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    Categories: Lifestyle

Garden club harvests its final show

Zinnia is the flower of the year in the St. Albert Garden Show. The popular flower is from the sunflower tribe within the daisy family and comes in a variety of shapes and colours.

The St. Albert Garden Club will host its final show Aug. 19 after 35 years.

Show What You Grow is the 35th yearly event where avid gardeners with green thumbs show off their best peas, their handsomest roses and their strangest-looking veggies.

Official Alberta Horticultural Association judges will adjudicate, but for the second year in a row the garden show will be smaller with just eight classes instead of the 30 or 40 classes that used to entice exhibitors in the old Summer Splendour events.

Some categories have been eliminated completely, including the culinary division, where exhibitors such as Olga Matvichuk would present jars of pickles and jam.

“I won the big culinary trophy 12 years in a row. I’ve still got it,” said Matvichuk, who was one of the St. Albert Garden Club’s founding members in 1982.

“I entered pickles, canned fruit, baking and jams and jellies,” Matvichuk said.

Anticipation about the Summer Splendour would begin in May at seeding time and through the summer Matvichuk would try to see which cucumbers would make the best pickles.

“There’s a lot of satisfaction in seeding something, watching it grow and making it into something nice. Plus the competition is important. You’re looking at the cukes and thinking, that might be a winner!”

While the culinary class was deleted, other categories were simplified.

“In the fruit class, for example, instead of just having a class for apples alone, now we have a class for big fruit or small fruit. In the vegetable class the beets are judged against the carrots and potatoes for the best vegetable,” said event co-ordinator Lucy Krisco.

Favourite categories such as flower arranging and photography remain. This year’s Flower of the Year is a zinnia.

“We thought that since this is likely the last year, we should have a flower that started with a ‘Z’, the last letter of the alphabet,” said Krisco, ruefully.

Club members felt it was important to retain classes for children.

“I used to go with my grandchildren to pick wild flowers for arrangements. It was a big deal for them. We had this policy that no child walks away from the show without a ribbon,” said Matvichuk.

This year there will be a class for children nine and under and for senior children aged 10 and over. The sub-categories are meant to be fun because children may make a Hortisculpture from a vegetable or fruit or they can paint a flower or ladybug.

“Because we have fewer classes this year, there is more for prize money with a $10 prize for each class winner and a $25 prize for each section winner,” Krisco said.

Club remains

Members stress the ending of the summer show does not mean the end of the St. Albert Garden Club, and they are hopeful it may even invigorate the club. Horticultural shows that used to attract dozens of exhibitors are going out of fashion. In recent years the Edmonton and Stony Plain Horticultural Society discontinued their agricultural shows.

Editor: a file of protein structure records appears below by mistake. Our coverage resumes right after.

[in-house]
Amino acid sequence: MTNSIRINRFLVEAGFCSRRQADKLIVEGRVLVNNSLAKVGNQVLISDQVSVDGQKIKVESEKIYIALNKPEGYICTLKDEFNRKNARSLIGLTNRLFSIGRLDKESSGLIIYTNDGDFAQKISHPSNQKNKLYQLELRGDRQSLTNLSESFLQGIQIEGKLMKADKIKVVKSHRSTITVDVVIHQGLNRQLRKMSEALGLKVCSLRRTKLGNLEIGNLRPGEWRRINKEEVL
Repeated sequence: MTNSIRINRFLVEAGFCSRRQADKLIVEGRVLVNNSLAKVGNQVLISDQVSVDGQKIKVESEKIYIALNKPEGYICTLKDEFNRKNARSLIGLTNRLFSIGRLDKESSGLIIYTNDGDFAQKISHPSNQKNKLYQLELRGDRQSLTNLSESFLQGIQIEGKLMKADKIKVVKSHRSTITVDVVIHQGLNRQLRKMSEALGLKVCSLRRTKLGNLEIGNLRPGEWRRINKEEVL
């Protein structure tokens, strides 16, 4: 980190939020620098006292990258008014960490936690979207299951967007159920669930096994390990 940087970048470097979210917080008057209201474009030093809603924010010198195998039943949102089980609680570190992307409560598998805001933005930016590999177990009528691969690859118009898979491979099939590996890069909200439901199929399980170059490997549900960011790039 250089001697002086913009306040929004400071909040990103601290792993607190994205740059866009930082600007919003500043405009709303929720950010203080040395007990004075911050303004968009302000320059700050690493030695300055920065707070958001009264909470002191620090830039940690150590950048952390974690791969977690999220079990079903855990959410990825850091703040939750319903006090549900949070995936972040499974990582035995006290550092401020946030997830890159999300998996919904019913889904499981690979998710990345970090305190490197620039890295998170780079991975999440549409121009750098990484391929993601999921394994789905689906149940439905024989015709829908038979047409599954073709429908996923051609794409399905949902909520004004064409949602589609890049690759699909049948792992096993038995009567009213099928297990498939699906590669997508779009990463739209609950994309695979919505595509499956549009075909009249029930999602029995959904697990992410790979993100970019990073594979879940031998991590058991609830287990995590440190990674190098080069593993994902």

“Stony Plain used to be so large it filled a skating arena. After they ended their show, club membership increased,” said St. Albert club member Patricia Bell.

No garden club member will quite voice it that way, but it may well be that the laborious job of setting up and dismantling display tables led to the show’s demise. In the early days club members built big heavy tables that used to need storage through the year until the day of the show. Some years ago those big tables were replaced with lighter ones, but still the issue of getting volunteers for set up was ongoing.

“As the club aged, so did its members,” said Bell.

Still all the members were nostalgic about the camaraderie of working together as well as the fun of the competition.

“We used to haul those big wooden tables in trucks to the show and then pack them up again. We had fun and new friendships were made. Plus there was pride in growing and exhibiting,” Matvichuk said.

Bell, who exhibited in every garden show, recalled her very first entry in 1982.

“I entered six beans and one was too short, so it was disqualified,” she said, adding that now, without the show to worry about, garden club members can focus on simply gardening.

“The garden club is a place to share knowledge about gardening,” she said.

Show What You Grow takes place Aug. 19 at St. Albert Place. Exhibits will be accepted 7 to 9 p.m., Friday, Aug. 18 and 8 a.m. to 10:15 a.m. Saturday, after which the judging will take place. The public is welcome to view exhibits from noon until 4 p.m. Saturday when the prizes will be presented.

For more information about Show What You Grow or for information about meeting times for the St. Albert Garden Club, visit www.stalbertgardenclub.info

Last Garden Show

Show What You Grow takes place Aug. 19 at St. Albert Place. Exhibits will be accepted 7 to 9 p.m., Friday, Aug. 18 and 8 a.m. to 10:15 a.m. Saturday, after which the judging will take place. The public is welcome to view exhibits from noon until 4 p.m. Saturday when the prizes will be presented.

Susan Jones: Susan Jones has been a freelance writer for the St. Albert Gazette since 2009, following a 20-year career at the St. Albert Gazette. Susan writes about homes, gardens, community events and people.